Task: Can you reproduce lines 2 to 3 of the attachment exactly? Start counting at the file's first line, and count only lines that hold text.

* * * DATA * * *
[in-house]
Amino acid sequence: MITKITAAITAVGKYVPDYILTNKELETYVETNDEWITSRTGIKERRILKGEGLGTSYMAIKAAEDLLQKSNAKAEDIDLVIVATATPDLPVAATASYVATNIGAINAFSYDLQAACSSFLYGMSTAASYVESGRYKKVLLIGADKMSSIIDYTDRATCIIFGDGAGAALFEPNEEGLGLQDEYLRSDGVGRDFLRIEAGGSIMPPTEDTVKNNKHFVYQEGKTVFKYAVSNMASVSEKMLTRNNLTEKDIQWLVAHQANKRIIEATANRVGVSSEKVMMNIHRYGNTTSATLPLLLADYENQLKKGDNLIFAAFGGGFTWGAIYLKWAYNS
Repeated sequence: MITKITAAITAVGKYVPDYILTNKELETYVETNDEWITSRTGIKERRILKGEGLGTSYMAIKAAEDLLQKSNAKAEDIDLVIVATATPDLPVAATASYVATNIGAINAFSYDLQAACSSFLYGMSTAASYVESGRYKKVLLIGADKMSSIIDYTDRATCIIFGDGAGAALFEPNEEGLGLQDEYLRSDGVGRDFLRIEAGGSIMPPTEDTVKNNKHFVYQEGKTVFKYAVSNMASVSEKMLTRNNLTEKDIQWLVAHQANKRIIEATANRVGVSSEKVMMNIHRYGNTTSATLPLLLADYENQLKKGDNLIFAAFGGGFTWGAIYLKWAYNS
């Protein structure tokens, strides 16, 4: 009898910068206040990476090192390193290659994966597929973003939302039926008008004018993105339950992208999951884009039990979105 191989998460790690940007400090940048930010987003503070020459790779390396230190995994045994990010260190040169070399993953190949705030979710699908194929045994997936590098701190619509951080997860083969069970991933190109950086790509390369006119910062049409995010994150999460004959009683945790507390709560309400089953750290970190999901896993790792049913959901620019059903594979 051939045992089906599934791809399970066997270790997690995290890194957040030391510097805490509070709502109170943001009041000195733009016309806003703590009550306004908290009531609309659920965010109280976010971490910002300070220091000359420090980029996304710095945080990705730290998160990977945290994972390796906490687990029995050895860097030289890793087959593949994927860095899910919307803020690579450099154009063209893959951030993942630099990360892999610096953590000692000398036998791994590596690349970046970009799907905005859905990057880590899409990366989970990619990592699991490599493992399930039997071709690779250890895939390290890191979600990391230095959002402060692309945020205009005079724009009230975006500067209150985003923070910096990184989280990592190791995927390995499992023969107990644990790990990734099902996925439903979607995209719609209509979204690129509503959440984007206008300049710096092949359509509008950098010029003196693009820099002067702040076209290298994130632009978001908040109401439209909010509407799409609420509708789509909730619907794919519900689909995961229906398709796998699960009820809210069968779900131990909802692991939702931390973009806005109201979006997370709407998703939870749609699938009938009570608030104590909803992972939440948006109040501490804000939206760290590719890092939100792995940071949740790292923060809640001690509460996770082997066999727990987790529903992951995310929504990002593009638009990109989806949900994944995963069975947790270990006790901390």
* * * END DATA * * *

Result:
Amino acid sequence: MITKITAAITAVGKYVPDYILTNKELETYVETNDEWITSRTGIKERRILKGEGLGTSYMAIKAAEDLLQKSNAKAEDIDLVIVATATPDLPVAATASYVATNIGAINAFSYDLQAACSSFLYGMSTAASYVESGRYKKVLLIGADKMSSIIDYTDRATCIIFGDGAGAALFEPNEEGLGLQDEYLRSDGVGRDFLRIEAGGSIMPPTEDTVKNNKHFVYQEGKTVFKYAVSNMASVSEKMLTRNNLTEKDIQWLVAHQANKRIIEATANRVGVSSEKVMMNIHRYGNTTSATLPLLLADYENQLKKGDNLIFAAFGGGFTWGAIYLKWAYNS
Repeated sequence: MITKITAAITAVGKYVPDYILTNKELETYVETNDEWITSRTGIKERRILKGEGLGTSYMAIKAAEDLLQKSNAKAEDIDLVIVATATPDLPVAATASYVATNIGAINAFSYDLQAACSSFLYGMSTAASYVESGRYKKVLLIGADKMSSIIDYTDRATCIIFGDGAGAALFEPNEEGLGLQDEYLRSDGVGRDFLRIEAGGSIMPPTEDTVKNNKHFVYQEGKTVFKYAVSNMASVSEKMLTRNNLTEKDIQWLVAHQANKRIIEATANRVGVSSEKVMMNIHRYGNTTSATLPLLLADYENQLKKGDNLIFAAFGGGFTWGAIYLKWAYNS